# How do you graph f(x) = |3x - 2|?

Oct 2, 2017

Basically, you draw the graph f(x)=|3x−2|, and then reflect everything below the y-axis up:

graph{|3x-2| [-10, 10, -5, 5]}

#### Explanation:

When graphing absolute value graphs, it's important you either graph by hand or visualise the function without the absolute values.

In this case, the function without the absolute value is f(x)=3x−2.

graph{3x-2 [-10, 10, -5, 5]}

A property of absolute values is that they make negative values into positive values.

This is what happens in a function with an absolute value, where every negative x-value (i.e. everything below the y-axis) is reflected upwards (i.e. reflected horizontally over the y-axis).

So the graph of f(x)=|3x−2| looks like this:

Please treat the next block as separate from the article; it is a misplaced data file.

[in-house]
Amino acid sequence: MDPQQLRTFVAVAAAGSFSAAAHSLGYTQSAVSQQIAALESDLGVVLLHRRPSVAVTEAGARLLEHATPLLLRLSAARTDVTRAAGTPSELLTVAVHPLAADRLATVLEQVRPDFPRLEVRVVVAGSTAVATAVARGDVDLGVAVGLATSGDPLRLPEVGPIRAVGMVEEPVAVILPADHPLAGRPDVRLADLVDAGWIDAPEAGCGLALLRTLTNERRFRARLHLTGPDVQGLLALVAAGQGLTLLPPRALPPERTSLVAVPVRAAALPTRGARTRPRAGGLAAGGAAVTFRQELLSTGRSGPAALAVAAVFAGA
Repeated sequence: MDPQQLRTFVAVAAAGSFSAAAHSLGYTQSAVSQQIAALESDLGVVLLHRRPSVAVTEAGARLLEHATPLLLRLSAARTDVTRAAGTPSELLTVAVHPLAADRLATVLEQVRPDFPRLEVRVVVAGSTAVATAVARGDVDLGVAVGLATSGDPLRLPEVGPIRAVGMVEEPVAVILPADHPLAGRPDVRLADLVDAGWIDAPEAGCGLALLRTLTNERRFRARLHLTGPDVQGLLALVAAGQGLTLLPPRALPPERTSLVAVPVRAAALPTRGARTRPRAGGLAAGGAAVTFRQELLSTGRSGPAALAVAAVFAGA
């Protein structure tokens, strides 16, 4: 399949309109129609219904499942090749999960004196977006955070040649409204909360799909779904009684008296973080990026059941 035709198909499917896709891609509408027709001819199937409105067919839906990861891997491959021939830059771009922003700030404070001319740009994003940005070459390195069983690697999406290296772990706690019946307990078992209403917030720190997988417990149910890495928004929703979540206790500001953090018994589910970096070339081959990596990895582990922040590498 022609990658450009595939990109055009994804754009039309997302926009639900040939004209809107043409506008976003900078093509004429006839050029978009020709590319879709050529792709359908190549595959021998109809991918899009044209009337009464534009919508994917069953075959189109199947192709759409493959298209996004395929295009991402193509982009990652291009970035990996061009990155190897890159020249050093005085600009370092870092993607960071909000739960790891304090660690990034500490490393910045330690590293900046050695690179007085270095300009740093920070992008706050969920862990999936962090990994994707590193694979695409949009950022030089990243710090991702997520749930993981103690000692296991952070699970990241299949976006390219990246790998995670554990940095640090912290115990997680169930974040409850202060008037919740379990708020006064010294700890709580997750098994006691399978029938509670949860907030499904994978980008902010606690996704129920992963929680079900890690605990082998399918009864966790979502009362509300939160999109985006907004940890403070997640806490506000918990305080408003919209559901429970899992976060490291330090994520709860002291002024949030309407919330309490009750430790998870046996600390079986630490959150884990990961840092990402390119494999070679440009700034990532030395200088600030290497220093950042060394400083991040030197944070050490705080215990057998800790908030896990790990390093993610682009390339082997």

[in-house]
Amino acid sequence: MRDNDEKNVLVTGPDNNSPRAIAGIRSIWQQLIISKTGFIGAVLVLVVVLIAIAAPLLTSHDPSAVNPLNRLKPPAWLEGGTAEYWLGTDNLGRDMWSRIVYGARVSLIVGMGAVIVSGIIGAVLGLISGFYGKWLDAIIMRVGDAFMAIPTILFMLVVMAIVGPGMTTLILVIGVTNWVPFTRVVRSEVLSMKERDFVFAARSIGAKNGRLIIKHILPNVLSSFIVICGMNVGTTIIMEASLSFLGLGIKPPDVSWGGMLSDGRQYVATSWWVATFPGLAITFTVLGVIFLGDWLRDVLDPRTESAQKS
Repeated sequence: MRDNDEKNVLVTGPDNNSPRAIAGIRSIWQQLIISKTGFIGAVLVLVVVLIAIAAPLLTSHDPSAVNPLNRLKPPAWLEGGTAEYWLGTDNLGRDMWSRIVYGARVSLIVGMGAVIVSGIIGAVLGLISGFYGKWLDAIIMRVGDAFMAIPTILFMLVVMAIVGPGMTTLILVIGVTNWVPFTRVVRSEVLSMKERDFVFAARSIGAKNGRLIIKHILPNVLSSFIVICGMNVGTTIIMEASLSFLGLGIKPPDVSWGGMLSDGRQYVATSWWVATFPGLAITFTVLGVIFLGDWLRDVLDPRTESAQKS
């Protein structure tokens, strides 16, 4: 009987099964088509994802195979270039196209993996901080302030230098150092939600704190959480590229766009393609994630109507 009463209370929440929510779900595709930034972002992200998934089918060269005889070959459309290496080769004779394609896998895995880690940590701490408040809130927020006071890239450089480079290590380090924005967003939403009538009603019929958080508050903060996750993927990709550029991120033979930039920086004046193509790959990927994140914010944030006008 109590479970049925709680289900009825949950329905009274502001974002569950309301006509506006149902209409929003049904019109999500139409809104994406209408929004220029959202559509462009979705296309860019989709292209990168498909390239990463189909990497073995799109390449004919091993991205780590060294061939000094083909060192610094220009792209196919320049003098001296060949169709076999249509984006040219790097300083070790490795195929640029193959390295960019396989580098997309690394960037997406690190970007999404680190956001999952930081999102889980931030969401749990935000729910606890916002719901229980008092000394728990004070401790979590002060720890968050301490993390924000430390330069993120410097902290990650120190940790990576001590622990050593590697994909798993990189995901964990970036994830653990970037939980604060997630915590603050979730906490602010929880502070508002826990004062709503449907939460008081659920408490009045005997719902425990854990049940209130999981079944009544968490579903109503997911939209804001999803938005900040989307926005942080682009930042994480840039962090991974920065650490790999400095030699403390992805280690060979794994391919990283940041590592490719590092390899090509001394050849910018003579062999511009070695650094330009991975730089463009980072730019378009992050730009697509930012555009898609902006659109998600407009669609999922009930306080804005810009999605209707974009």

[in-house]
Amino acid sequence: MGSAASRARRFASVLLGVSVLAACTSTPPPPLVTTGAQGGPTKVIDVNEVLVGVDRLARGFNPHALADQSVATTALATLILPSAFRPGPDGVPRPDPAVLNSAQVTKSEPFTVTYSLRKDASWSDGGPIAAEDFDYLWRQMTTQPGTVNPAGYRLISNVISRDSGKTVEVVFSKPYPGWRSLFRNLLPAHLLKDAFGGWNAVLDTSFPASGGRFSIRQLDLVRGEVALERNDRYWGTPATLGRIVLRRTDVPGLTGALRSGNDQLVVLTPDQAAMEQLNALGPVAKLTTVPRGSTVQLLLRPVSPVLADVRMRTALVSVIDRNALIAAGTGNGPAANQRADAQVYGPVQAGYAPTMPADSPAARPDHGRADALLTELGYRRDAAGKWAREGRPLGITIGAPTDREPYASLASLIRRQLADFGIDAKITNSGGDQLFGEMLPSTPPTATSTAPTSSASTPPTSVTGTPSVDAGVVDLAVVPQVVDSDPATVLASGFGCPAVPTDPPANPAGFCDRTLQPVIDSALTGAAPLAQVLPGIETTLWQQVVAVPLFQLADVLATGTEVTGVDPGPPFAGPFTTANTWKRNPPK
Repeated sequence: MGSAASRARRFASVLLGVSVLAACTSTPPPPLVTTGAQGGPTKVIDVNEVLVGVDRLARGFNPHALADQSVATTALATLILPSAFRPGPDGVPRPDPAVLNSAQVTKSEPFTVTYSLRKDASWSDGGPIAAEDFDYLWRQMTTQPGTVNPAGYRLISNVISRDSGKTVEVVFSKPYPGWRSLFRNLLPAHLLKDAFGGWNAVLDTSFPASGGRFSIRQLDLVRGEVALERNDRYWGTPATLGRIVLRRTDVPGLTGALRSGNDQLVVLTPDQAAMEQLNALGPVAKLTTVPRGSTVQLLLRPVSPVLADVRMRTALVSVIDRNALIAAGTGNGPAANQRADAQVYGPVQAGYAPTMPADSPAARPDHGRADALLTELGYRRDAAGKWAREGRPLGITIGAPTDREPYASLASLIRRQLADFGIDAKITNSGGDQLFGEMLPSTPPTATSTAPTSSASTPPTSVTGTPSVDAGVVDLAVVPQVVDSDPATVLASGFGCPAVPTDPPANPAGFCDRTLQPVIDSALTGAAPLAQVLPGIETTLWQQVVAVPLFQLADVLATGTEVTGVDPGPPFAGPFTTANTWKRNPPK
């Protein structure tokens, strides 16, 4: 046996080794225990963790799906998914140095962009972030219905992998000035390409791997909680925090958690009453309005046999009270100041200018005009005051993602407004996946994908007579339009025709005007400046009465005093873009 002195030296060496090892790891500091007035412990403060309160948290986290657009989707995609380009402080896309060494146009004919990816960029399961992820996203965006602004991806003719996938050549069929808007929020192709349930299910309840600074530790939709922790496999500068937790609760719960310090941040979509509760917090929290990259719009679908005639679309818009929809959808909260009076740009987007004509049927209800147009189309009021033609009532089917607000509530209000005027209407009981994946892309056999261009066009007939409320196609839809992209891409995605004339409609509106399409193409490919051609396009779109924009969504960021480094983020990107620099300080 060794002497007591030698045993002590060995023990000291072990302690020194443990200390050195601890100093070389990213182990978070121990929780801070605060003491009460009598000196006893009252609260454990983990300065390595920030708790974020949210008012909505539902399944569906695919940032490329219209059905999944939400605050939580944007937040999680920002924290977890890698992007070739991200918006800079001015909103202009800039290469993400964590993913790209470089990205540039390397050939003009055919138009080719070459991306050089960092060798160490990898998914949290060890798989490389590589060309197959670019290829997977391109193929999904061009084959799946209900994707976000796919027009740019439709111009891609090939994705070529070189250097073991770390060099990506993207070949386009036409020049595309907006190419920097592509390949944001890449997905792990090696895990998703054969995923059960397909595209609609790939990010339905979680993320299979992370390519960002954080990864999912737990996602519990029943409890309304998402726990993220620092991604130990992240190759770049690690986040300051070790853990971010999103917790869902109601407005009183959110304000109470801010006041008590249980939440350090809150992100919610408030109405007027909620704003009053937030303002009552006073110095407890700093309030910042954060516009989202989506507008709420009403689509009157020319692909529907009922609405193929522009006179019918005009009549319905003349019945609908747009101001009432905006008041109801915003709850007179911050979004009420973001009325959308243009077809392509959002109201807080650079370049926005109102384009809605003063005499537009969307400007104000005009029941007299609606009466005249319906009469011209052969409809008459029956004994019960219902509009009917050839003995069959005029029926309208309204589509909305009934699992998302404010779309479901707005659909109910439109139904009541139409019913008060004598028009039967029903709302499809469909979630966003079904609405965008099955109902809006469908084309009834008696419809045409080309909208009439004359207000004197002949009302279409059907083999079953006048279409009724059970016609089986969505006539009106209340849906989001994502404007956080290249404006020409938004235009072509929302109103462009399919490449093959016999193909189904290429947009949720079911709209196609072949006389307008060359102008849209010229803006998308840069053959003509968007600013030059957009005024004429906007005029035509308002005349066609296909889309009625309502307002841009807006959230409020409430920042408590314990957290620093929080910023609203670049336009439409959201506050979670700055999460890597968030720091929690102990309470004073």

graph{|3x-2| [-10, 10, -5, 5]}

Another way you could graph this is by finding the x- and y-intercepts, and remembering that absolute value graphs make a V-shape:

x-intercept (when y=0):
0=|3x−2|
$3 x = 2$
$\therefore$ $x = \frac{2}{3}$

y-intercept (when x=0):
y=|3(0)−2|
y=|−2|
$\therefore$ $y = 2$

Overall, graphing simpler types of absolute value equations is best done by first graphing the original equation, and then reflecting the negative values up.